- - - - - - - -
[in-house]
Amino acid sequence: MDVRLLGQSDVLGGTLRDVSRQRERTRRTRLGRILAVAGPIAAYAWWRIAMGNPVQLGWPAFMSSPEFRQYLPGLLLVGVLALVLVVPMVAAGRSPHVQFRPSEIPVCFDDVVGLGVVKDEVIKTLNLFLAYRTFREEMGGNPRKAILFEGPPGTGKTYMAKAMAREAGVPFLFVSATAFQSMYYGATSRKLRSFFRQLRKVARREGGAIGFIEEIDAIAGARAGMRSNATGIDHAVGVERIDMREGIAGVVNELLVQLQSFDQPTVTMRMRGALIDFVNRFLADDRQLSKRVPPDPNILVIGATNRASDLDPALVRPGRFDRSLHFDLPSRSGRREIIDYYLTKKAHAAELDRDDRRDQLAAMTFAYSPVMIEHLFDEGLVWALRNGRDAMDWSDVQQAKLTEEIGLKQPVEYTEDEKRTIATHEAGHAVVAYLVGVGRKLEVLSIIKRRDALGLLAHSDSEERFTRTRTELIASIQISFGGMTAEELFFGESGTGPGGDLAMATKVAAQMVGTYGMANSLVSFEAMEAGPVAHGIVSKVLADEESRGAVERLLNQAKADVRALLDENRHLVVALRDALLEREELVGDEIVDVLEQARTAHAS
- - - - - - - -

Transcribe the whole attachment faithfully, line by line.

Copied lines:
[in-house]
Amino acid sequence: MDVRLLGQSDVLGGTLRDVSRQRERTRRTRLGRILAVAGPIAAYAWWRIAMGNPVQLGWPAFMSSPEFRQYLPGLLLVGVLALVLVVPMVAAGRSPHVQFRPSEIPVCFDDVVGLGVVKDEVIKTLNLFLAYRTFREEMGGNPRKAILFEGPPGTGKTYMAKAMAREAGVPFLFVSATAFQSMYYGATSRKLRSFFRQLRKVARREGGAIGFIEEIDAIAGARAGMRSNATGIDHAVGVERIDMREGIAGVVNELLVQLQSFDQPTVTMRMRGALIDFVNRFLADDRQLSKRVPPDPNILVIGATNRASDLDPALVRPGRFDRSLHFDLPSRSGRREIIDYYLTKKAHAAELDRDDRRDQLAAMTFAYSPVMIEHLFDEGLVWALRNGRDAMDWSDVQQAKLTEEIGLKQPVEYTEDEKRTIATHEAGHAVVAYLVGVGRKLEVLSIIKRRDALGLLAHSDSEERFTRTRTELIASIQISFGGMTAEELFFGESGTGPGGDLAMATKVAAQMVGTYGMANSLVSFEAMEAGPVAHGIVSKVLADEESRGAVERLLNQAKADVRALLDENRHLVVALRDALLEREELVGDEIVDVLEQARTAHAS